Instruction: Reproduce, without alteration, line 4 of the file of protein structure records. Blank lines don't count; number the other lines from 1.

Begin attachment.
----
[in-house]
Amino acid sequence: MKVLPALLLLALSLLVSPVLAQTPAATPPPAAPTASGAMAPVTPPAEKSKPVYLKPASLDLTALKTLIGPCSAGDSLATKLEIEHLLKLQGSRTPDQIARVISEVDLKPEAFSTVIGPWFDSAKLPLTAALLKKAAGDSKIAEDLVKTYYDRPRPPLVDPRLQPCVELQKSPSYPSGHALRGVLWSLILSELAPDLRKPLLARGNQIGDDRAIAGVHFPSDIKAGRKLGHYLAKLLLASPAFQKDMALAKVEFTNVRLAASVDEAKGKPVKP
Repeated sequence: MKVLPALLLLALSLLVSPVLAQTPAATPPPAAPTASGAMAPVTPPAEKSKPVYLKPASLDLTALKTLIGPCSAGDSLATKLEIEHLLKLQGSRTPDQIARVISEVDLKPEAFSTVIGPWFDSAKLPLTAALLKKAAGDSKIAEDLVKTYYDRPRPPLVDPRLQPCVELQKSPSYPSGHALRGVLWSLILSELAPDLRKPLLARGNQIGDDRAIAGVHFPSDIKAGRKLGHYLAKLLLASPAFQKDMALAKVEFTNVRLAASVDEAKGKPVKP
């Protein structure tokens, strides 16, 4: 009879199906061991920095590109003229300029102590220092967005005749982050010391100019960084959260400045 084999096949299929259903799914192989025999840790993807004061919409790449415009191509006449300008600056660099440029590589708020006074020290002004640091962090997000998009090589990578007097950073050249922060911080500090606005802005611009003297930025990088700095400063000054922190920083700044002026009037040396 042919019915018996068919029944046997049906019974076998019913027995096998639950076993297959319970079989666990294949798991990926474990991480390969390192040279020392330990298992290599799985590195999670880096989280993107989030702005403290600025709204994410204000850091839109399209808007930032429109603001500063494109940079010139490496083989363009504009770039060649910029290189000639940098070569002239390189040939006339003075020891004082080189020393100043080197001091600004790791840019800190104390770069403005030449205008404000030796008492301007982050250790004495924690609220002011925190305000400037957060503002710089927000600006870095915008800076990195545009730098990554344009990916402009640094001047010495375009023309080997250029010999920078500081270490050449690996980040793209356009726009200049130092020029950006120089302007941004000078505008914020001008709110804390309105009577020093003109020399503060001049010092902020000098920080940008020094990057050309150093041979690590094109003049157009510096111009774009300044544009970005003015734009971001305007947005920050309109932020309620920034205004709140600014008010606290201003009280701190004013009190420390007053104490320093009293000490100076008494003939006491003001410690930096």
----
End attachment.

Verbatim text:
């Protein structure tokens, strides 16, 4: 009879199906061991920095590109003229300029102590220092967005005749982050010391100019960084959260400045 084999096949299929259903799914192989025999840790993807004061919409790449415009191509006449300008600056660099440029590589708020006074020290002004640091962090997000998009090589990578007097950073050249922060911080500090606005802005611009003297930025990088700095400063000054922190920083700044002026009037040396 042919019915018996068919029944046997049906019974076998019913027995096998639950076993297959319970079989666990294949798991990926474990991480390969390192040279020392330990298992290599799985590195999670880096989280993107989030702005403290600025709204994410204000850091839109399209808007930032429109603001500063494109940079010139490496083989363009504009770039060649910029290189000639940098070569002239390189040939006339003075020891004082080189020393100043080197001091600004790791840019800190104390770069403005030449205008404000030796008492301007982050250790004495924690609220002011925190305000400037957060503002710089927000600006870095915008800076990195545009730098990554344009990916402009640094001047010495375009023309080997250029010999920078500081270490050449690996980040793209356009726009200049130092020029950006120089302007941004000078505008914020001008709110804390309105009577020093003109020399503060001049010092902020000098920080940008020094990057050309150093041979690590094109003049157009510096111009774009300044544009970005003015734009971001305007947005920050309109932020309620920034205004709140600014008010606290201003009280701190004013009190420390007053104490320093009293000490100076008494003939006491003001410690930096």